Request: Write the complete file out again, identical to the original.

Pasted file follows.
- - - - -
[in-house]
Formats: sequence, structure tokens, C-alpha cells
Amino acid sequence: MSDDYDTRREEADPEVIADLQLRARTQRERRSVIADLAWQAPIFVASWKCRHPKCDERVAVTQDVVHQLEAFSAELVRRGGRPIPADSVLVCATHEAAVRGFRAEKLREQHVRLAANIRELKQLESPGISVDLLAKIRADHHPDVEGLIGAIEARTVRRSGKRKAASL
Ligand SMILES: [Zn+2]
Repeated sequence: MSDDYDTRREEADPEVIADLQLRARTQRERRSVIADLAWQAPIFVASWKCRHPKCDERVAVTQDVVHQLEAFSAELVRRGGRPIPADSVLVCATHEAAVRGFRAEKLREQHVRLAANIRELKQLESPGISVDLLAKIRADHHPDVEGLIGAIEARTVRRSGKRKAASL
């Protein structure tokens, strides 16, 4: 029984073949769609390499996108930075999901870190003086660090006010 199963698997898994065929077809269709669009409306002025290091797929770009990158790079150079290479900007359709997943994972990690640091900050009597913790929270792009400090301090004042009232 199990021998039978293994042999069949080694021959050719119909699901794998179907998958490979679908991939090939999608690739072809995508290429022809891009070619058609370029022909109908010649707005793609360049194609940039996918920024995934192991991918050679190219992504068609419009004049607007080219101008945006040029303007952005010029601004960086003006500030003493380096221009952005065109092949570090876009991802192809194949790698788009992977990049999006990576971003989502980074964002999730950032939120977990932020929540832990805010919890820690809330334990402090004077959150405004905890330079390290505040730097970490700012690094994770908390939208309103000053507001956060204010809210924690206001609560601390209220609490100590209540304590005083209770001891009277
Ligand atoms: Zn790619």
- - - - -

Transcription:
[in-house]
Formats: sequence, structure tokens, C-alpha cells
Amino acid sequence: MSDDYDTRREEADPEVIADLQLRARTQRERRSVIADLAWQAPIFVASWKCRHPKCDERVAVTQDVVHQLEAFSAELVRRGGRPIPADSVLVCATHEAAVRGFRAEKLREQHVRLAANIRELKQLESPGISVDLLAKIRADHHPDVEGLIGAIEARTVRRSGKRKAASL
Ligand SMILES: [Zn+2]
Repeated sequence: MSDDYDTRREEADPEVIADLQLRARTQRERRSVIADLAWQAPIFVASWKCRHPKCDERVAVTQDVVHQLEAFSAELVRRGGRPIPADSVLVCATHEAAVRGFRAEKLREQHVRLAANIRELKQLESPGISVDLLAKIRADHHPDVEGLIGAIEARTVRRSGKRKAASL
């Protein structure tokens, strides 16, 4: 029984073949769609390499996108930075999901870190003086660090006010 199963698997898994065929077809269709669009409306002025290091797929770009990158790079150079290479900007359709997943994972990690640091900050009597913790929270792009400090301090004042009232 199990021998039978293994042999069949080694021959050719119909699901794998179907998958490979679908991939090939999608690739072809995508290429022809891009070619058609370029022909109908010649707005793609360049194609940039996918920024995934192991991918050679190219992504068609419009004049607007080219101008945006040029303007952005010029601004960086003006500030003493380096221009952005065109092949570090876009991802192809194949790698788009992977990049999006990576971003989502980074964002999730950032939120977990932020929540832990805010919890820690809330334990402090004077959150405004905890330079390290505040730097970490700012690094994770908390939208309103000053507001956060204010809210924690206001609560601390209220609490100590209540304590005083209770001891009277
Ligand atoms: Zn790619």